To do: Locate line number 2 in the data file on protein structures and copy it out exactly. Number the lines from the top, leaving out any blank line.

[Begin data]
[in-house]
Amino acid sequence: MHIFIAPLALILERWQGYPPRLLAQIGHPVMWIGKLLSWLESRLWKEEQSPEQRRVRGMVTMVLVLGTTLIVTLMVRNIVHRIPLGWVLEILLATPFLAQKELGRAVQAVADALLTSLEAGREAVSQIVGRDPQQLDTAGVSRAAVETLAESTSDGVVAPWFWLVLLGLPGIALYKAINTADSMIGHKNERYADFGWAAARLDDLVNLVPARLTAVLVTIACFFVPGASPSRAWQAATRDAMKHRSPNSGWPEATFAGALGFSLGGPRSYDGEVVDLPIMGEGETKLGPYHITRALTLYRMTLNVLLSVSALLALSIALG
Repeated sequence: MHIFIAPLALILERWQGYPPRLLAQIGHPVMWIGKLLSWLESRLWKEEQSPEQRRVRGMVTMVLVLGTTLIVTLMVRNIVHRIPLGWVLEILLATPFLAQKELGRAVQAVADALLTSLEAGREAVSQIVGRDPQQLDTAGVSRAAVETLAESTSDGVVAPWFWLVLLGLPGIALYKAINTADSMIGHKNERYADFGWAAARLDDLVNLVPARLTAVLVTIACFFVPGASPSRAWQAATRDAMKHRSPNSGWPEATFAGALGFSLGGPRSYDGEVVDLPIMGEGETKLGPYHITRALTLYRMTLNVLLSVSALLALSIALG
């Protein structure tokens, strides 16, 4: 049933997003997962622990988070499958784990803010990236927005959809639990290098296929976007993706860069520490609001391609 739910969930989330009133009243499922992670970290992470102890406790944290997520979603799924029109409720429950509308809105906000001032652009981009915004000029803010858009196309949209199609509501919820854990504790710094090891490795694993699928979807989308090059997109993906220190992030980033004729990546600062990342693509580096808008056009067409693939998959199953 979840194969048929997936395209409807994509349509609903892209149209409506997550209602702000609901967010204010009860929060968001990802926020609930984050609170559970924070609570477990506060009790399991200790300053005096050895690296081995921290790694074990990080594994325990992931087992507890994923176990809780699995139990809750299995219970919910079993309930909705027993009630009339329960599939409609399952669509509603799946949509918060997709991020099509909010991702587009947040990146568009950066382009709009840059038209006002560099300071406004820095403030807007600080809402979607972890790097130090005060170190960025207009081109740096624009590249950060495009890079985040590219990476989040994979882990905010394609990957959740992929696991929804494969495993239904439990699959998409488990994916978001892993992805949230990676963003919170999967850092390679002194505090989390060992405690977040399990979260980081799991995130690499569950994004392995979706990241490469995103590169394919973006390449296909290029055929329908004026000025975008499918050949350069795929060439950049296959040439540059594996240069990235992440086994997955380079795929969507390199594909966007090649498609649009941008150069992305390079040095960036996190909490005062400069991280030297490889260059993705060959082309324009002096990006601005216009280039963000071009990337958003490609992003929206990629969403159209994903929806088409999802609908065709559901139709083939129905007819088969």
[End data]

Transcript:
Amino acid sequence: MHIFIAPLALILERWQGYPPRLLAQIGHPVMWIGKLLSWLESRLWKEEQSPEQRRVRGMVTMVLVLGTTLIVTLMVRNIVHRIPLGWVLEILLATPFLAQKELGRAVQAVADALLTSLEAGREAVSQIVGRDPQQLDTAGVSRAAVETLAESTSDGVVAPWFWLVLLGLPGIALYKAINTADSMIGHKNERYADFGWAAARLDDLVNLVPARLTAVLVTIACFFVPGASPSRAWQAATRDAMKHRSPNSGWPEATFAGALGFSLGGPRSYDGEVVDLPIMGEGETKLGPYHITRALTLYRMTLNVLLSVSALLALSIALG